Snapshot of the Spring Budget 2023
Chancellor Jeremy Hunt delivered a ‘Budget for Growth’ after the Office for Budget Responsibility forecast a stronger than expected performance from the UK economy this year with inflation continuing to fall. What will this mean to your business?
Super Deduction Tax
To support the economy in response to coronavirus, the government introduced the ‘Super Deduction’ in April 2021 allowing companies investing in qualifying new plant and machinery assets to claim enhanced capital allowances up to 130%.
The Chancellor announced the replacement of the Super-Deduction Scheme with full expensing (a 100% First Year Allowance on qualifying new main rate plant and machinery investments) introduced between 1 April 2023 and 31 March 2026, with an ambition to make this permanent. Companies investing in special rate (including long life) assets will also benefit from a 50% first-year allowance in the year of investment.
Full Expensing is only available to incorporated businesses, meaning unincorporated businesses will revert to the £1m Annual Investment Allowance scheme, meaning investment in qualifying assets under this amount can be fully written down against taxable profits in the year of investment.
The government hopes to make the full expensing rules permanent when fiscal conditions allow. Under full expensing, for every pound a company invests, their taxes are cut by up to 25p.
So, it was good news for those businesses looking at capital investment and gives more certainty for the longer term.
Corporation tax will increase from 19 per cent to 25 per cent from April. The impact of the tax rise will hit businesses with profits of more than £250,000. Companies with profits of between £50,000 and £250,000 will get some relief. And for small businesses making profits of less than £50,000 there will be no change. Even though the UK has the lowest corporation tax rate in the G7, even after the April’s rate rise, the impact of this could be that the UK will be seen as a less attractive location for international businesses.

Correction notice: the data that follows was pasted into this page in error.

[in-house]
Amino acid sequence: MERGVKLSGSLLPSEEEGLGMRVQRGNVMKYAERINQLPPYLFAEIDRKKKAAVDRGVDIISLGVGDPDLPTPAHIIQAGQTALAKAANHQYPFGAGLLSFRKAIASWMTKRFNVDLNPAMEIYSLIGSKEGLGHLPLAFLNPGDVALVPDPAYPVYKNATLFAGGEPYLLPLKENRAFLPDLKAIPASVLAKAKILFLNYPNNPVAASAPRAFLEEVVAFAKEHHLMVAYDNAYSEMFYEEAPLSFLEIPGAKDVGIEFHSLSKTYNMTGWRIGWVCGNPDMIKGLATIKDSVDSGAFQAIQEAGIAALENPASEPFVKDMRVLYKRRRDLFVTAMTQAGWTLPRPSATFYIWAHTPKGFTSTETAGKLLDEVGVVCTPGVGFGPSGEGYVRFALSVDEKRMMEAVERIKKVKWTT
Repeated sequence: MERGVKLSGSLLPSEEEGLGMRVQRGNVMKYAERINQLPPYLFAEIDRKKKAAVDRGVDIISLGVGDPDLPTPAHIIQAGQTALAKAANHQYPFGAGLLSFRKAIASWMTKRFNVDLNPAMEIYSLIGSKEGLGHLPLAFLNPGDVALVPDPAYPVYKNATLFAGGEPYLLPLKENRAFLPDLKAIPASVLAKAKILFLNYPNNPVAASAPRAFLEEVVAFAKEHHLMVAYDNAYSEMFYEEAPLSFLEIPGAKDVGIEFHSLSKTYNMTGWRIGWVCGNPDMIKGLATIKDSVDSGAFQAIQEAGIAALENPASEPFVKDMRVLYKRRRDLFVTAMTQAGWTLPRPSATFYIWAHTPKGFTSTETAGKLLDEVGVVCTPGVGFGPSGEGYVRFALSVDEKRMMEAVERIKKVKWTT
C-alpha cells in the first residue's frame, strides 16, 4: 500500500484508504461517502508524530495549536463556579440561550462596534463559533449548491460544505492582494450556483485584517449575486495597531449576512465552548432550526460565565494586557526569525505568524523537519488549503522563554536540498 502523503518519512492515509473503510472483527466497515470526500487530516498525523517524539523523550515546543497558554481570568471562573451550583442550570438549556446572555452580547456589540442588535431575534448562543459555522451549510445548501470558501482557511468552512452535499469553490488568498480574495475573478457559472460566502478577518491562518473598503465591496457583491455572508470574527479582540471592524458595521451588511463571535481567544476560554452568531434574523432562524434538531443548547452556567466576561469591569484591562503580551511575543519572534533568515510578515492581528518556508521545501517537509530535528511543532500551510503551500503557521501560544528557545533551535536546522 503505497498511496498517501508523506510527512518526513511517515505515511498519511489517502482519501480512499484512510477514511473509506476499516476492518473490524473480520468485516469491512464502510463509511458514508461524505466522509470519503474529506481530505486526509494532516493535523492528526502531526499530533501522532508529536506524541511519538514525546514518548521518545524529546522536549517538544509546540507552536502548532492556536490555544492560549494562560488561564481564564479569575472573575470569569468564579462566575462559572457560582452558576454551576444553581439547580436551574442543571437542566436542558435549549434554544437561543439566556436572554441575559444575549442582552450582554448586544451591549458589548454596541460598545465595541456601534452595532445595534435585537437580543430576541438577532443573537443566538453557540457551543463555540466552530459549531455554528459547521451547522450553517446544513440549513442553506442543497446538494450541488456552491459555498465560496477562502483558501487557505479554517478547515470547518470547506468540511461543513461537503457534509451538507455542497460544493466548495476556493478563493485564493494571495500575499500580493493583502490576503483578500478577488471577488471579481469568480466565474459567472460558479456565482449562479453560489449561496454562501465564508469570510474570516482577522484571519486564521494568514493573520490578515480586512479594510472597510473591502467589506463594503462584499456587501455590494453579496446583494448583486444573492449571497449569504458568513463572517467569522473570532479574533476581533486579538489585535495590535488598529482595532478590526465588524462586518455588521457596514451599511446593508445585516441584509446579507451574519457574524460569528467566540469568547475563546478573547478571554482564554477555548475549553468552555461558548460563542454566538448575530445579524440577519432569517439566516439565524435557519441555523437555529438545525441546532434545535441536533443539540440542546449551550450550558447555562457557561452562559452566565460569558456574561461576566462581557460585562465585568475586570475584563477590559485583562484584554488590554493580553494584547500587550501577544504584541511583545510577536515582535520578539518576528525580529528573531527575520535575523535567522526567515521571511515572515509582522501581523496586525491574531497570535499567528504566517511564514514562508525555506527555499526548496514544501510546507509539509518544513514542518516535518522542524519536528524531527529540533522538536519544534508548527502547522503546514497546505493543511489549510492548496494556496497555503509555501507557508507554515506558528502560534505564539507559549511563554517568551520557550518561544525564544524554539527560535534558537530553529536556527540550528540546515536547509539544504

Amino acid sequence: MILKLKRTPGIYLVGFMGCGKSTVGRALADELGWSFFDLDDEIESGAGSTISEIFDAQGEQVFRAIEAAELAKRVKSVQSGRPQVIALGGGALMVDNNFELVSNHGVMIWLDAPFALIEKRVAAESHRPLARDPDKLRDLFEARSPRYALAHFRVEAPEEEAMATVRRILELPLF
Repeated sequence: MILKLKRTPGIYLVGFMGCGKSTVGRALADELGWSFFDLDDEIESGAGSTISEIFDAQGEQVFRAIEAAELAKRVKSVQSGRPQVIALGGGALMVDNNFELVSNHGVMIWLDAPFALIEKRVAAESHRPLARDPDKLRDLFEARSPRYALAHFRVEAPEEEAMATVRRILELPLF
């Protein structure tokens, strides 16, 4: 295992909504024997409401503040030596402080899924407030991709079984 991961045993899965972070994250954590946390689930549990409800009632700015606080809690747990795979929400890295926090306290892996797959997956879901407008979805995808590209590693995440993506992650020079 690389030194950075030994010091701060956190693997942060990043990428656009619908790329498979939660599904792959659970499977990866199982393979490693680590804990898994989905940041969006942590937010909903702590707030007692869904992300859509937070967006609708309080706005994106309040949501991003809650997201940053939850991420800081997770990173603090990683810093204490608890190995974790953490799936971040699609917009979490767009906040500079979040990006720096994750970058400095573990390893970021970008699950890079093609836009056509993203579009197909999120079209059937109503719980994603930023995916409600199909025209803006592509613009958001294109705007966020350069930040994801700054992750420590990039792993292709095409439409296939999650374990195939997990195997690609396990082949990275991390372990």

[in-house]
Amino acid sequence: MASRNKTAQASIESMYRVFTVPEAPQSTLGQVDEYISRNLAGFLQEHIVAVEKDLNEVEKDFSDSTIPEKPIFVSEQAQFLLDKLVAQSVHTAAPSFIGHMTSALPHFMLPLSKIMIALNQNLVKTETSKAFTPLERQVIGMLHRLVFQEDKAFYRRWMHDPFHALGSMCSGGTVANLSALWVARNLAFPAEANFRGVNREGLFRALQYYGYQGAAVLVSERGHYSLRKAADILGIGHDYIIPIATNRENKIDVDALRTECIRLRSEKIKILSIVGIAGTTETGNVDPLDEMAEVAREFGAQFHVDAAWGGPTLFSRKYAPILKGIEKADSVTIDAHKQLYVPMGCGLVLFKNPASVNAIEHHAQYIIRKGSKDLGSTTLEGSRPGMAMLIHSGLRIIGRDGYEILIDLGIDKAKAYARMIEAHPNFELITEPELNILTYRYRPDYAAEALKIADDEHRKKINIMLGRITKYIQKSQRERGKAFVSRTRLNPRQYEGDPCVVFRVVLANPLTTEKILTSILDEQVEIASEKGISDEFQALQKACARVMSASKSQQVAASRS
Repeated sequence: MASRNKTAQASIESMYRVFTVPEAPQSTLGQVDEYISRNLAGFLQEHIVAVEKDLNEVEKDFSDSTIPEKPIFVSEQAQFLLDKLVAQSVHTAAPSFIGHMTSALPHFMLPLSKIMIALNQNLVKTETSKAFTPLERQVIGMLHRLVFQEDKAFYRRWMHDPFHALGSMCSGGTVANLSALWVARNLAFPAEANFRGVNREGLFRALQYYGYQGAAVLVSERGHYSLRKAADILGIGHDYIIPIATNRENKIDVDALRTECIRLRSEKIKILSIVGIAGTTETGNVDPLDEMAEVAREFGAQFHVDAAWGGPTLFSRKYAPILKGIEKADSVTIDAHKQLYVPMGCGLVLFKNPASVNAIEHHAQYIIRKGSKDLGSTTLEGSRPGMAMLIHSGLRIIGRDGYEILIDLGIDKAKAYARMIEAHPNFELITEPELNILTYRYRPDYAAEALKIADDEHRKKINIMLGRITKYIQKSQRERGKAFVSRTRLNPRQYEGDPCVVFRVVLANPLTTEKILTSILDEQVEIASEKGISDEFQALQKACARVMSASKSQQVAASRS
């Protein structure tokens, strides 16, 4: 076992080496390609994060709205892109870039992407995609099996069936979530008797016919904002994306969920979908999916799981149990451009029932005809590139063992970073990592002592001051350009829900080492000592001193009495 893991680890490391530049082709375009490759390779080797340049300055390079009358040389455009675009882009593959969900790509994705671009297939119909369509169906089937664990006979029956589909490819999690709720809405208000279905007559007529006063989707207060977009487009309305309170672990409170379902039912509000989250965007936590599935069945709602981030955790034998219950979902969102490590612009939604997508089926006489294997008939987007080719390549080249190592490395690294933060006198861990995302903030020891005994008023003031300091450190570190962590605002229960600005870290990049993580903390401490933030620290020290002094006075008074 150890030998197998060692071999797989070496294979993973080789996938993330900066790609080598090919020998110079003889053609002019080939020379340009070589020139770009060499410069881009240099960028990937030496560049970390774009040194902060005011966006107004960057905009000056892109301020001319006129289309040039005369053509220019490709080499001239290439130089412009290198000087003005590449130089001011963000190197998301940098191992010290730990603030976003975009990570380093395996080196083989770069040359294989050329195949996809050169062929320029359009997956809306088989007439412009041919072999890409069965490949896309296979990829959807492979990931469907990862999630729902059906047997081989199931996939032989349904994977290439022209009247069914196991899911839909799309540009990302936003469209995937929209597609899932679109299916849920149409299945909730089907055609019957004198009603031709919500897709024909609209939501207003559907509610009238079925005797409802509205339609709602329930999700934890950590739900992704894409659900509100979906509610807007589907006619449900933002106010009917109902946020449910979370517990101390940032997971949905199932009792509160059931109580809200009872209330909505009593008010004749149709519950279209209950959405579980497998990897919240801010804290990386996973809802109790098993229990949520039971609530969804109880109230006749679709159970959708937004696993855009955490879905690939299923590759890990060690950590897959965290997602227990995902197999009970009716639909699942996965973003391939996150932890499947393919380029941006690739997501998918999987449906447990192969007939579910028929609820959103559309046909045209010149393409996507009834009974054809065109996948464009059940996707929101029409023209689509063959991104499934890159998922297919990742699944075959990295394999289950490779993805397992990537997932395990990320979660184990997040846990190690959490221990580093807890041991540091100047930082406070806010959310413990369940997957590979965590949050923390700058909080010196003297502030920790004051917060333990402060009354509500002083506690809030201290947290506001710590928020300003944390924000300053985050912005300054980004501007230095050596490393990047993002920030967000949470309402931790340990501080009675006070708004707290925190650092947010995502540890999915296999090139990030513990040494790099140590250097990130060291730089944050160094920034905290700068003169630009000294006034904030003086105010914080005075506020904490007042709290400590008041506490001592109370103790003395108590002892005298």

Research and development intensive SME’s
The Chancellor has announced a partial softening on measures to slash R&D tax credits for small businesses. In the Autumn Statement, the Chancellor reigned-in a scheme which allowed start-ups to claim back taxes from their research spending.
Now businesses in the most high-tech sectors, including fintech and artificial intelligence, which invest up to 40 per cent of their spending in R&D, will continue to receive an enhanced tax credit worth an extra £27 for every £100 spent.
In his Budget, the Chancellor confirmed the reduction that was introduced in March 2022 will continue for another 12 months. The Chancellor also confirmed fuel duty is not going to increase in line with inflation. This is some good news for businesses with high fuel costs, although the continual cost of this compared to previous years means it will remain a high concern for many companies.
Recruiting & Retaining Staff
One of the ongoing issues for many SMEs has been the ability to recruit and retain staff. The Chancellor announced some measures to support with this, including:
● Helping disabled and people on long term sick to get back into work.
● Support specifically for carers, welfare recipients and people with special educational needs
● Ways to help over 50’s remain in work. One of the headlines of this was ‘Returnships’ – an apprenticeship scheme aimed at this older demographic, but also announced a mid-life MOT strategy through the Department of Work and Pensions, and as a financial incentive to work longer, abolishing the lifetime pension allowance and raising the annual pension allowance to £60,000 per year.
● For parents, additional childcare support for very young children to allow newer parents to come back to work quicker.
There was no further help for businesses announced to tackle high energy costs. The only announcements on energy were:
● The extension to the climate change agreement scheme helping to reduce energy costs for companies in eligible industrial sectors by offering discounts to participating business on their Climate Change Levy (CCL).
● A series of announcements from Mr Hunt around gaining energy independence including measures for carbon capture and storage and nuclear energy.
Whilst many of these things will be welcomed by businesses, the rise in Corporation Tax and current high fuel prices will remain a big concern.
We are helping many businesses navigate the current economic uncertainty, in ways that include tax funding options, managing cashflow and business planning, and can help outline the implications and opportunities surrounding the new ‘Full Expensing’ offering that replaces the ‘Super Deduction Tax’ that ends on 31st March 2023